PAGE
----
Sunday, January 23, 2005
With the government handing out billions in biodefense grants, enthusiasm for germ-warfare research is downright contagious:
Last year, while working on a vaccine to protect against bioterrorist attacks, three laboratory workers at Boston University were exposed to the bacteria that cause a rare disease called tularemia, or rabbit fever.
The workers recovered, though two of them had to be hospitalized. But the prognosis is less certain for the university's ambitious plan to build a high-security biodefense laboratory, part of a national boom in germ defense research touched off by the Sept. 11 attacks and the anthrax letters of 2001 . . . .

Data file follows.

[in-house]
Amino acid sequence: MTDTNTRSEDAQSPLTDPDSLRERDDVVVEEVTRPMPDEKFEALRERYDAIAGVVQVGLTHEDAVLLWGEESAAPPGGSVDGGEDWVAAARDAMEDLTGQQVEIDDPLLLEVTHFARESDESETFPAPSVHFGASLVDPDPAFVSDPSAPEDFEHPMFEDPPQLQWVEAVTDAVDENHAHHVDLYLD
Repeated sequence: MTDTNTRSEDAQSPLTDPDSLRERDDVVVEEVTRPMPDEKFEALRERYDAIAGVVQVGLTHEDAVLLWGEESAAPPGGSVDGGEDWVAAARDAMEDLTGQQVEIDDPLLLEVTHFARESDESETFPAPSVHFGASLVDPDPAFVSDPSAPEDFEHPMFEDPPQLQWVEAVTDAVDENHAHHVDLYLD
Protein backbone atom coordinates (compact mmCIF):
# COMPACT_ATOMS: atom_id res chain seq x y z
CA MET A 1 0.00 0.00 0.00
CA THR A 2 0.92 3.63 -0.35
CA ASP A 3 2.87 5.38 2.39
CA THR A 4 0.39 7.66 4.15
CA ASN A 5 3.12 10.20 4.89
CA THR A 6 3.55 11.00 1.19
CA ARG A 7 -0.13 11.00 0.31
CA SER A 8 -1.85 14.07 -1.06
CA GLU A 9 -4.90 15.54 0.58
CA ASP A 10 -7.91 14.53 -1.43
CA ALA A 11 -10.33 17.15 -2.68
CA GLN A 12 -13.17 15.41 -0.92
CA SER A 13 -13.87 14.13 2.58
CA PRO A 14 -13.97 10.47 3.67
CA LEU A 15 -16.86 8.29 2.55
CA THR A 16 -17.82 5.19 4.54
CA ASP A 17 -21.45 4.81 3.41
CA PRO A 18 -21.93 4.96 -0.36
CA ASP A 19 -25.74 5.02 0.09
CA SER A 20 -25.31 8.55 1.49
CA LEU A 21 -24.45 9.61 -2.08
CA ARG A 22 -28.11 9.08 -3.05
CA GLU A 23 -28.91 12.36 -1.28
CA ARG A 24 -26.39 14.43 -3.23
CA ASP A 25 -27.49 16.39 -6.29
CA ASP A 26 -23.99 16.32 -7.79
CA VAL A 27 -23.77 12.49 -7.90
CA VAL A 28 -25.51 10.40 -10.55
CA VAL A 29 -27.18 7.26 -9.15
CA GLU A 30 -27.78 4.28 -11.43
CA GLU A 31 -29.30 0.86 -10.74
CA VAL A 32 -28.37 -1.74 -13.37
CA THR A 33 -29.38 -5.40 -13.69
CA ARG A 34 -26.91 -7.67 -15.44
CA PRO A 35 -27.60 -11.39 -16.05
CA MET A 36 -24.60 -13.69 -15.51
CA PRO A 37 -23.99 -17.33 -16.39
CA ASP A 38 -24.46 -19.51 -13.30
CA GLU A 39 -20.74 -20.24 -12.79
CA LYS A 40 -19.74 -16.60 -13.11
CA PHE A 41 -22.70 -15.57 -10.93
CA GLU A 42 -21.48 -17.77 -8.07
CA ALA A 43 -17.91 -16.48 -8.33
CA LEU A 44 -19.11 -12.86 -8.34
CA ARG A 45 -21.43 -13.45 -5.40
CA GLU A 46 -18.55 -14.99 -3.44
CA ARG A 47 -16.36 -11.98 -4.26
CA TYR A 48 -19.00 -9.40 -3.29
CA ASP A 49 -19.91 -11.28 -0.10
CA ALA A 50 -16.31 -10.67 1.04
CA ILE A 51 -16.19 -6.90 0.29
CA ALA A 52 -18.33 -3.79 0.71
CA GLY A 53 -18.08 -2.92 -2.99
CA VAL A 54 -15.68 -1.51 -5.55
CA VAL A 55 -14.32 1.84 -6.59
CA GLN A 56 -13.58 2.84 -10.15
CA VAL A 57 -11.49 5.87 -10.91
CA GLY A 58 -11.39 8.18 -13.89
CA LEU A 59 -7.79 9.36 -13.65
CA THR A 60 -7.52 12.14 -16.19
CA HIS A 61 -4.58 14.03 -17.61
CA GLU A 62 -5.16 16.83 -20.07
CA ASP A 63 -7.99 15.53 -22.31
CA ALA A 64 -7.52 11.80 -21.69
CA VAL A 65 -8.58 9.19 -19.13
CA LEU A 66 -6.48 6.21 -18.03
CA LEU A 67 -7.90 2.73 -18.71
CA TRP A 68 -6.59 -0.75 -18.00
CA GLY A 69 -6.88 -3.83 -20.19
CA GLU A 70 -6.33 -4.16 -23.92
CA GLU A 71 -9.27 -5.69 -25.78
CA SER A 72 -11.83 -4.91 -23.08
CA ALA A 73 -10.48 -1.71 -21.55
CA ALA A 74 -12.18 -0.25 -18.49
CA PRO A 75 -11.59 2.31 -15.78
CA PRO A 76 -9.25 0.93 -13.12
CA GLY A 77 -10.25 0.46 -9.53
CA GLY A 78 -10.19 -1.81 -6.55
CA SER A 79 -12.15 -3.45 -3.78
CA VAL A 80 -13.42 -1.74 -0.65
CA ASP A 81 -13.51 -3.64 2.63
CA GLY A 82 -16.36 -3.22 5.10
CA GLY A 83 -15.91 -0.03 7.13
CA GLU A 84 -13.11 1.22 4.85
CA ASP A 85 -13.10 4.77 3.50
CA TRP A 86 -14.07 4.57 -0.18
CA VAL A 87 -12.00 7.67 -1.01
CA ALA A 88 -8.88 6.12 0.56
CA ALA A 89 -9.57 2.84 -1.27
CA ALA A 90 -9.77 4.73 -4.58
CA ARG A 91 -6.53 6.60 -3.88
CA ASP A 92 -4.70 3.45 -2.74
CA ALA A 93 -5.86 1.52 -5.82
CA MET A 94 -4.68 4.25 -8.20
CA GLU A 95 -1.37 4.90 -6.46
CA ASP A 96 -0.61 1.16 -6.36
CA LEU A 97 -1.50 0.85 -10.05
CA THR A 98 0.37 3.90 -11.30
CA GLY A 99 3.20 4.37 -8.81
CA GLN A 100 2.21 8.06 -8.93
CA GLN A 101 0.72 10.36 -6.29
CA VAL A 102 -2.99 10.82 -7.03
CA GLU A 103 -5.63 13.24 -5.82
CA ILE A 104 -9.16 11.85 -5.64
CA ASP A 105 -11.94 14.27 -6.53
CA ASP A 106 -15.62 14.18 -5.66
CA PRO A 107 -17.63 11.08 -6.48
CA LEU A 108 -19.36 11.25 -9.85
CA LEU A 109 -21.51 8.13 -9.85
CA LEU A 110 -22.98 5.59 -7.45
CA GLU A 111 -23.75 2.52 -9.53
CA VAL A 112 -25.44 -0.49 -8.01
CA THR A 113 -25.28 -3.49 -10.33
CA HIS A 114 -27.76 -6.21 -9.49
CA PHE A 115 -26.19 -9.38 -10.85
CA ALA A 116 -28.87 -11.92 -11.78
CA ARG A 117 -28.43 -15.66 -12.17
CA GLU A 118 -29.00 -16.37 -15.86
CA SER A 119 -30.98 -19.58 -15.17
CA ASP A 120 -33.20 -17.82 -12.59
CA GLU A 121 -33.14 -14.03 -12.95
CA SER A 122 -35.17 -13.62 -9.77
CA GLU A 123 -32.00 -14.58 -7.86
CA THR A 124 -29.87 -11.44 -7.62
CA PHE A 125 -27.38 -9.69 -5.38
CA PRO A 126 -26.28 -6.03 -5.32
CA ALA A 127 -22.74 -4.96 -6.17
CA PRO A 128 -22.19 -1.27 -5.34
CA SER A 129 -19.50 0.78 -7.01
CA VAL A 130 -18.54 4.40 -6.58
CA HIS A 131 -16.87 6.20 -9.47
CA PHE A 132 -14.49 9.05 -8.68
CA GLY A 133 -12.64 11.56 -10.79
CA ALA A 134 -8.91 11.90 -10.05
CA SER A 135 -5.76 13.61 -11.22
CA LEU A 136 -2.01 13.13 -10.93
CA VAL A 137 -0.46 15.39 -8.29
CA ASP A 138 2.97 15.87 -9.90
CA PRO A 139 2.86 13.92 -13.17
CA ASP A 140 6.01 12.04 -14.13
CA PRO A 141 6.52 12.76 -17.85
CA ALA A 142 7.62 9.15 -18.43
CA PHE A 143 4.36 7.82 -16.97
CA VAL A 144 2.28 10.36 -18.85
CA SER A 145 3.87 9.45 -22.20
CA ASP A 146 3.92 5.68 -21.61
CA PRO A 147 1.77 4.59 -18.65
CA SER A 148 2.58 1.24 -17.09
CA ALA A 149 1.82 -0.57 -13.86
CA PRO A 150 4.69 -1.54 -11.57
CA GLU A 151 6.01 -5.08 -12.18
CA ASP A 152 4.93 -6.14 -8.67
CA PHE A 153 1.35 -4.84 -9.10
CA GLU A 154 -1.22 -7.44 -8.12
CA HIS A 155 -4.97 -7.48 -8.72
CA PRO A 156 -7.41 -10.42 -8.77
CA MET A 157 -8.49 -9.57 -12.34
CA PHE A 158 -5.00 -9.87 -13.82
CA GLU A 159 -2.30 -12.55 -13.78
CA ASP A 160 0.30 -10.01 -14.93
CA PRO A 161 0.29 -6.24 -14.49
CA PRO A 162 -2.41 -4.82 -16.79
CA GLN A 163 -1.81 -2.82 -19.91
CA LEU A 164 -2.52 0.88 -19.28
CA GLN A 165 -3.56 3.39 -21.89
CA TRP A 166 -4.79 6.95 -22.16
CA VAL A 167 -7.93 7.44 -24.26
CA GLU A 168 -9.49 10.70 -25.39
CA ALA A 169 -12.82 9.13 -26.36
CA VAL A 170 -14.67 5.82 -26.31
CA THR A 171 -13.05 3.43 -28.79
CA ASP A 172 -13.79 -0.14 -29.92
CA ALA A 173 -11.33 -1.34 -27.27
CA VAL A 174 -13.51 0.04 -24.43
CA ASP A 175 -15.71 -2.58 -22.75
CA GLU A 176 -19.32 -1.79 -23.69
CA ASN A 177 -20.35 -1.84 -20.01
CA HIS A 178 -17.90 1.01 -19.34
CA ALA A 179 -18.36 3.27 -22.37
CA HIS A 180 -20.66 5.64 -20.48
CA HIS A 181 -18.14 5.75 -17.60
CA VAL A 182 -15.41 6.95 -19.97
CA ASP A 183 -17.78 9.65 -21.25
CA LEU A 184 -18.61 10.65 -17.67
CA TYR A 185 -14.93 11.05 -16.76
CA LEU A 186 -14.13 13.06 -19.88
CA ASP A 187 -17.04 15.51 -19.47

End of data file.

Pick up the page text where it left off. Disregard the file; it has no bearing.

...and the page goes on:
The Boston case follows other mishaps in germ research, including the accidental shipment of virulent live anthrax from Maryland to California last March, and an investigation that revealed multiple spills of anthrax bacteria in the Army's biodefense laboratory. Such incidents have led some scientists to ask whether the growing number of germ laboratories - financed from the $14.5 billion in federal money spent on civilian biodefense since 2001 - may pose a menace to public health comparable to the still uncertain threat from bioterrorism.